BME Student Anibal Morales

FIU is an Opportunity Provider.

Anibal Morales, driven by his grandfather’s cardiovascular condition, felt enormously interested in heart transplants, artificial hearts, and all the world surrounding something so familiar to him. He knew Biomedical Engineering was the right path to take in his professional career. Additionally, Anibal was diagnosed with a heart arrhythmia that inspired him to investigate and learn more about pacemakers. His interest in the electrical aspect of devices opened a whole range for him. Anibal decided to add Electrical Engineering in his studies and merged it with BME.

Now, Anibal is recognized as the BME Outstanding Bachelor’s Degree Graduate for his commitment and hard work for the Biomedical Engineering field.

I was truly humbled when I received notice of being the BME Outstanding Graduate. I realized that all of the sacrifices and efforts I put into my seven-year academic journey were worth it, including and emphasizing the stress that I had to go through during my last year while taking the senior design projects for both BME and EE. I still remember how our team consistently depended on Coladass. But all-in-all, I know that this is a push and motivation to keep working hard for what is next on my career, especially when my BME professors believe that I have the potential to carry on into the next level of my career.

Senior Design Project was one of the most challenging moments for Anibal during his studies. The juries selected his team project as one of the most outstanding pieces of research. Collaborating with TissueTech, Inc., they worked with a BioBot Basic bioprinter that could extrude thin and thick layers of gels; their goal was to prototype a bio-printed membrane for drug delivery.

I learned so many things through a trial-and-error method. On the one hand, there is the aspect of team dynamics. Inevitable, all teams go through Tuckman’s stages of group development: forming, storming, norming, and performing…. Dr. Joshua Hutcheson played an instrumental role in our success. His guidance and mentorship helped us self-reflect on our methodology and reasoning. Our team’s efforts, struggles, and achievements included Dr. Hutcheson.

Anibal has always been a research enthusiast. His desire for learning has taken him to travel the world and experience all types of adventures while studying. He worked at FIU’s Applied Research Center.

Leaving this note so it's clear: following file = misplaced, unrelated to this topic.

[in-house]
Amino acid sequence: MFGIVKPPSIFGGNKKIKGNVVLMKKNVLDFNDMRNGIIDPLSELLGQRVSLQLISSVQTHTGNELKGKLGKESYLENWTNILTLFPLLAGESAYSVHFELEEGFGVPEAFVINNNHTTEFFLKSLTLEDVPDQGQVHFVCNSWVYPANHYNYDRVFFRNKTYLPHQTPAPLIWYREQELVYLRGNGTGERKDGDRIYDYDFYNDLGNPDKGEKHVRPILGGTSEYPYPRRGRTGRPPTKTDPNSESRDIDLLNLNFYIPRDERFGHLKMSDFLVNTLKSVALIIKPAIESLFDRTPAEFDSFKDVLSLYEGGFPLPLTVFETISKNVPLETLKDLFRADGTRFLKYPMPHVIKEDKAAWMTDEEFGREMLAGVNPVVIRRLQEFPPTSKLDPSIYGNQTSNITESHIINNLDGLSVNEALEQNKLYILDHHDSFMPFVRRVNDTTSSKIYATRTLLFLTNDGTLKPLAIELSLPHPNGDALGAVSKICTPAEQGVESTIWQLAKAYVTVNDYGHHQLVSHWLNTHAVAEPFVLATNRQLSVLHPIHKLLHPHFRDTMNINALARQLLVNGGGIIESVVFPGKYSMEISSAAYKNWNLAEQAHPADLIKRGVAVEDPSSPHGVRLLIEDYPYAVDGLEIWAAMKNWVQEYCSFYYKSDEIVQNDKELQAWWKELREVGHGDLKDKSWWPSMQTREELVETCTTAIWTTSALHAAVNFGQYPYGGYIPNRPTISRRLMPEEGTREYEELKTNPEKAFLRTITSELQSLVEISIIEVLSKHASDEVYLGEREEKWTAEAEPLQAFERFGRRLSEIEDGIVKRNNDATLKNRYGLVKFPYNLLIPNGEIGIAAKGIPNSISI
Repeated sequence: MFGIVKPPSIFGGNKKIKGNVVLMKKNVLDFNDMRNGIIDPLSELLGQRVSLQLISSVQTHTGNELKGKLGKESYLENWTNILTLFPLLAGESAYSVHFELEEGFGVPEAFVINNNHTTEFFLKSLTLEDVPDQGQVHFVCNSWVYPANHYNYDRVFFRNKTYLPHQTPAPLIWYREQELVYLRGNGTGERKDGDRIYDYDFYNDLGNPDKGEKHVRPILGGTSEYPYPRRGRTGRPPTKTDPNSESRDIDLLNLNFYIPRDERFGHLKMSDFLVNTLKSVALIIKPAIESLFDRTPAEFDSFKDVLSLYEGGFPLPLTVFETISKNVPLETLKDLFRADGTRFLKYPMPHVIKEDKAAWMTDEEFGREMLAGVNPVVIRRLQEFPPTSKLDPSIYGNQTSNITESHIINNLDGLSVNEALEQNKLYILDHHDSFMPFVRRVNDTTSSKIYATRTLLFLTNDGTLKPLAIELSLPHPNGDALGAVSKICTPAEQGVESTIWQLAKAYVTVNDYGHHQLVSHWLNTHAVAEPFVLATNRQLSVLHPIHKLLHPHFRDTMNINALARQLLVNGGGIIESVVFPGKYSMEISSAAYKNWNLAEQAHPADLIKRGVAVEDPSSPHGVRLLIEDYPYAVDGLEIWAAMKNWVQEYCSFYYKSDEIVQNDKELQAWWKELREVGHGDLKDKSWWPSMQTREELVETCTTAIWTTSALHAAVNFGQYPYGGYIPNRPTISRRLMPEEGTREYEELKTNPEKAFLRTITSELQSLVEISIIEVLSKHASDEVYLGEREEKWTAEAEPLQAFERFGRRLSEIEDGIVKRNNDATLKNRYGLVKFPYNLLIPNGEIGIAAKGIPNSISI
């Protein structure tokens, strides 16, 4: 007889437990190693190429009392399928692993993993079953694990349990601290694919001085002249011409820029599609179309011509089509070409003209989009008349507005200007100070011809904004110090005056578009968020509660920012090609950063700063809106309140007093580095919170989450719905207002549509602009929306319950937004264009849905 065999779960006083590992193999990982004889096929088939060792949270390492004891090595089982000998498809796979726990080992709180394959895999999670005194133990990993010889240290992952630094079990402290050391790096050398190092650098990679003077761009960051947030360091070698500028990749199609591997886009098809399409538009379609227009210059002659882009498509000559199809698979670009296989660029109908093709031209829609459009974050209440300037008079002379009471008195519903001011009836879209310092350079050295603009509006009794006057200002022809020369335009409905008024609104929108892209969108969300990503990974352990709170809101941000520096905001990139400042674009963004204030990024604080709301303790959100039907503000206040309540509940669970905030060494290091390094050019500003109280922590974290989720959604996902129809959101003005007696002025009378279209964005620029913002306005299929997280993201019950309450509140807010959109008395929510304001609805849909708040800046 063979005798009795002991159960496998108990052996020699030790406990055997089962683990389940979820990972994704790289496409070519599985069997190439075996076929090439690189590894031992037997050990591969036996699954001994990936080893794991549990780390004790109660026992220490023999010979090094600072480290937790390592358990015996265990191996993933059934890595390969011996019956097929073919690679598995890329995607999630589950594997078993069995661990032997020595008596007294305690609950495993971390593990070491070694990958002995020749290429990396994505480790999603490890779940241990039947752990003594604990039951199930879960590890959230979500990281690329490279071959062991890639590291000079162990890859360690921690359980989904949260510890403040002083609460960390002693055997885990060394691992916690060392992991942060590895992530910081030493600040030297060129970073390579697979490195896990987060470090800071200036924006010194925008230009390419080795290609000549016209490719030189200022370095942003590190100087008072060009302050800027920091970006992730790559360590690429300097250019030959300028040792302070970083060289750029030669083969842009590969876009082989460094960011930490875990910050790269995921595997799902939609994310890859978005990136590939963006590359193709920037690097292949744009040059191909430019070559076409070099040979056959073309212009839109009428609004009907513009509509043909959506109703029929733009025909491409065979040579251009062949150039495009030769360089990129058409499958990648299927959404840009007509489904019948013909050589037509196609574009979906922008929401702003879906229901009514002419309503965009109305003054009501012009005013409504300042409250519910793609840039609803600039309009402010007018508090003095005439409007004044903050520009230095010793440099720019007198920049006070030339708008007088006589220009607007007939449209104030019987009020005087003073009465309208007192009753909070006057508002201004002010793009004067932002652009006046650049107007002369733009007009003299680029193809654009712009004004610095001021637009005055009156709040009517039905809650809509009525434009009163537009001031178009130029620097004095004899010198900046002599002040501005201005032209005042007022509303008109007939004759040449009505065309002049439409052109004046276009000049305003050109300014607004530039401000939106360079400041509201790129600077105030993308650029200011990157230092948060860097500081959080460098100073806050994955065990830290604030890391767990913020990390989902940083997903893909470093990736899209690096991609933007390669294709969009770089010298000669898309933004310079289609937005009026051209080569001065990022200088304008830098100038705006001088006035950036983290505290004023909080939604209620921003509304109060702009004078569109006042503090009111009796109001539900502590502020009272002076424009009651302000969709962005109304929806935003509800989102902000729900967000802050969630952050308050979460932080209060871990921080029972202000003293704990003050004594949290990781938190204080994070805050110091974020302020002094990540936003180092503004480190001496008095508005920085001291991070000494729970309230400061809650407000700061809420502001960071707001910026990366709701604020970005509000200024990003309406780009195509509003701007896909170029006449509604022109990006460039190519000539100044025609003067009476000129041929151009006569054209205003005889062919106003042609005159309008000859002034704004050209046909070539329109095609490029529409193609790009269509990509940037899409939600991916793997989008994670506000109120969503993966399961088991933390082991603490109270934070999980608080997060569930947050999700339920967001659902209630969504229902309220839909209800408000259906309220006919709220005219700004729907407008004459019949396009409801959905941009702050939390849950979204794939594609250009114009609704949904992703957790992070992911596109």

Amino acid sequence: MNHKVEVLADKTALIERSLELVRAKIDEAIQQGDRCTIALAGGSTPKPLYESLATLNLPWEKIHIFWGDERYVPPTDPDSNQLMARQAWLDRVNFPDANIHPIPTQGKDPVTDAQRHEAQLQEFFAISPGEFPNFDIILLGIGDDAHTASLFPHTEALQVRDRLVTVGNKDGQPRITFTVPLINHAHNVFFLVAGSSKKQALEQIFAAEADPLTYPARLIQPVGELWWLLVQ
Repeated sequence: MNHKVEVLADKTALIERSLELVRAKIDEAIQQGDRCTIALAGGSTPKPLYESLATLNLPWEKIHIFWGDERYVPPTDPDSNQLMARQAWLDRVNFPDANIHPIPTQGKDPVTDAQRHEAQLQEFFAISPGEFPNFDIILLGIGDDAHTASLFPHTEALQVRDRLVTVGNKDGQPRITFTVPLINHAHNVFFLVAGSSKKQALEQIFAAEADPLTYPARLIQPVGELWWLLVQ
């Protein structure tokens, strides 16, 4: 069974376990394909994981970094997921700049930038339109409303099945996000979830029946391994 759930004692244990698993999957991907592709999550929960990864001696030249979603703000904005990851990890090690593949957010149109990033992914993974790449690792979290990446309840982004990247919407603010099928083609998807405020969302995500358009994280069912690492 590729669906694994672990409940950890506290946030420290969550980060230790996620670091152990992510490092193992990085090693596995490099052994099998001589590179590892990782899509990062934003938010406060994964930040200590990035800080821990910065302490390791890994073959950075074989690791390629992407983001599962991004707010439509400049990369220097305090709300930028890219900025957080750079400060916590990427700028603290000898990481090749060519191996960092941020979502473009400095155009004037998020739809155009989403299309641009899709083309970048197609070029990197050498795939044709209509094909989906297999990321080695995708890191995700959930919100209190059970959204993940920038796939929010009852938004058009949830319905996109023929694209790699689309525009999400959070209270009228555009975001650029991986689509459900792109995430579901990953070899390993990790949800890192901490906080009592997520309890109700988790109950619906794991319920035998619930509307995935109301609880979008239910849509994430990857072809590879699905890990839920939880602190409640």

He coded strategies to merge robot autonomy and manual control for human-robot interactions at Argonne National Laboratory and supported the Commercial Crew Program to develop remotely operated robots in response to the SpaceX Crew Dragon engine failure at NASA Kennedy Space Center. Anibal was invited to Sweden to attend the Nobel Lectures and traveled to Iceland as part of the GREEN program.

I truly believe that FIU is an opportunity provider. While studying, I was able to network a lot that allowed me to try many aspects of life. When I got involved in research, it was the moment when my life changed. Science further opened my doors to opportunity.

Anibal will continue to fulfill his passion for robotics; one of his most significant interest is the use of exoskeletons that give humans the ability to perform tasks that require additional strength and endurance.

He is convinced that through Biomedical Engineering it is possible to form solutions to biomedical issues with both instruments and materials that surrounds us.

Exoskeletons are currently being used at NASA for space exploration and at the Department of Energy for nuclear-decommissioning activities. The use of exoskeletons can be translated to therapeutic rehabilitation in people that have suffered extremity injuries. They can help people walk again or lift objects that would have been unbearable. That is what I love about robotics: its flexibility and applicability to a wide range of real-life issues that improve living standards in the community.